Three Carroll County Public Schools educators won state-level awards for agricultural education.
Angie McCauslin, supervisor of Career and Technology Education; Bridget Nicholson, an agriscience teacher at Manchester Valley High School; and Diane Safar, an agriscience teacher at Winters Mill High School all won awards from the Maryland Agriculture Teachers Association, according to a news release from CCPS.
The Maryland winners for 2018 are now nominated for the national level awards.
McCauslin won the Advocate Award, which, according to the news release, recognizes “an individual for his or her outstanding contributions to agricultural education through any of the following: legislative action; local school, county-wide and state-wide support; and youth activities.”
She said via email that she won the award because of her support and dedication for CCPS’ agriculture education and FFA programs
“These programs are essential to preparing students for future careers in the agriculture industry, participating in competitions at the local, state, and national levels and developing essential leadership skills,” she said.
McCauslin said as an alumna of CCPS, she found FFA invaluable.
She has worked in Carroll schools for 20 years, having taught business education and coached at Francis Scott Key High School, served as an assistant principal at North Carroll High School and served as principal at Northwest Middle School prior to her current position as supervisor for Career and Technology Education.
“Career and technology education programs provide students the opportunity to earn an industry certification and leave high school career and college ready,” McCauslin said. “Working with teachers, administrators and community members to provide students real-world opportunities to showcase their skills and abilities is what drives my passion for CTE. Finding ways to ensure we provide industry-standard equipment, skilled teachers and learning environments is essential to the success of our programs and students.
“It is essential that we as educators, as well as community members, continue to cultivate and advocate for our students in agriculture education and the FFA organization. These students are doing amazing things,” she added.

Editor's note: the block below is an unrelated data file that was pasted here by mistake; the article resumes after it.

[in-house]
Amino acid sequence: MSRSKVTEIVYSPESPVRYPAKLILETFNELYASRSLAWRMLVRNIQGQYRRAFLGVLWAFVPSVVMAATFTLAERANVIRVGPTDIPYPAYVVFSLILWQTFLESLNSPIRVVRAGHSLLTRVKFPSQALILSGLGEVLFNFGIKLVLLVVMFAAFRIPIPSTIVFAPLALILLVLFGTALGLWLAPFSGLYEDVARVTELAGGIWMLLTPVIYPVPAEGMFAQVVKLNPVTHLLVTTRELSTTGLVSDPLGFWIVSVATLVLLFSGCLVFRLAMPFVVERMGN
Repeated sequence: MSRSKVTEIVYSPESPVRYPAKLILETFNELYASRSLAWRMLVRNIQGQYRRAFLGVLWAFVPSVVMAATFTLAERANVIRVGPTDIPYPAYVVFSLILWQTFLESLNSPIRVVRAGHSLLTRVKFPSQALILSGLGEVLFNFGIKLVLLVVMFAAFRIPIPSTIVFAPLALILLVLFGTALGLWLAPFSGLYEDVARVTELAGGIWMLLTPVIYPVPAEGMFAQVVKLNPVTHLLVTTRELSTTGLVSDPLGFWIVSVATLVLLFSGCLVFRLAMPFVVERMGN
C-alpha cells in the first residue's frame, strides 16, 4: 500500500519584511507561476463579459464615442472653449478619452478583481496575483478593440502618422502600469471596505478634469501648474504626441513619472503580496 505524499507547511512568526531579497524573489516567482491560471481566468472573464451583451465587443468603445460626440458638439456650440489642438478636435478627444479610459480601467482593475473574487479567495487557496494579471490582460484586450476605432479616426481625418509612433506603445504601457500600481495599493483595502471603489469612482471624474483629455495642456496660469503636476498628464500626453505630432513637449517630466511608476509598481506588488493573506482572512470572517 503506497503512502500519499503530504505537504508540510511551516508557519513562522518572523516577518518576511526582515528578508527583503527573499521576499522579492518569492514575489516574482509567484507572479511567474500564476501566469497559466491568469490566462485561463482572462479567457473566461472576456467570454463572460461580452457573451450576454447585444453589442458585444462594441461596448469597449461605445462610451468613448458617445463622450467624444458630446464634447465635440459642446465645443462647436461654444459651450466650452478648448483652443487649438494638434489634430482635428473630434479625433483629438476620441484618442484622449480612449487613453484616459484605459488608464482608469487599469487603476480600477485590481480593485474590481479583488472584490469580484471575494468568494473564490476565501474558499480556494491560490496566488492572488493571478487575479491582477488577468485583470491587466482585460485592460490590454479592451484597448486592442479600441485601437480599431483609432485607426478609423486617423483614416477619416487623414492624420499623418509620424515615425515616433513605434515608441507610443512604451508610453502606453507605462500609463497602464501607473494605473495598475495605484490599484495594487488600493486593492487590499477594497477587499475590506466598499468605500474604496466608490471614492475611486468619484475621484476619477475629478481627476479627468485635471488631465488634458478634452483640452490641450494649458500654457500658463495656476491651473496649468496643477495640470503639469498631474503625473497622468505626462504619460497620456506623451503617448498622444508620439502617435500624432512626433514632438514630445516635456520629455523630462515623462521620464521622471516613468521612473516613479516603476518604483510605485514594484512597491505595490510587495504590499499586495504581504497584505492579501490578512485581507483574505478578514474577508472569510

Nicholson won the Teacher Mentor Award. This award “recognizes experienced teachers who serve as mentors to beginning teachers,” according to the release. Nicholson has mentored Shelby Althoff, who works at Francis Scott Key High School.
While she said she wasn’t surprised to win the award, it was an honor to be recognized for her work.
“I think it was an awesome opportunity just to share the knowledge that I have,” she said of the mentorship.
Nicholson said she helped Althoff with planning and curriculum, and was also there if she’d had a bad day or needed advice for dealing with behavioral issues.
She said she was able to develop a connection with the FSK teacher because she, too, is a young educator. Nicholson has been teaching in Carroll for three years, after one year at an Anne Arundel County school and two in the state of Indiana.
Safar won a total of four awards: the Outstanding Agriculture Teacher Award, the Ag Mechanics Professional Award, the Teacher of Teachers Award and the 20 Years of Service Award.
The Outstanding Teacher Award “recognizes teachers who are conducting the highest quality agriculture education programs, as well as leadership in civic, community, agriculture, and professional activities,” according to the release. The Ag Mechanics Professional Award “recognizes agriscience teachers for outstanding accomplishments within their area of expertise,” according to the release. And the Teacher of Teachers award is for having a former student become an agriscience teacher. Althoff, who has been mentored by Nicholson, is a graduate of Winters Mill High School and is now an agriscience teacher.
Safar said she was nominated by her peers for the biggest award — the Outstanding Teacher Award.
“When I did get that award I felt humbled,” she said.
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There was a lot of competition, she added, and it’s a really prestigious award to be an outstanding teacher in the state.
Safar said they were looking to see what teachers do in the classroom and lab, and how you relate the classroom to a career.
She’s been at Winters Mill since it opened, and also worked part time at Westminster High School and spent three years at South Carroll High School.
There’s just something about agriculture education that’s important to her, she said. She has a passion for the subject matter.
It’s something people should care about, she added, because it’s the largest industry of employment. Student should know where the food comes from and how to take care of the environment, Safar said.
“In some way, most of the population works in agriculture,” she said. “Everyone touches agriculture every day, every meal you eat has to do with ag.”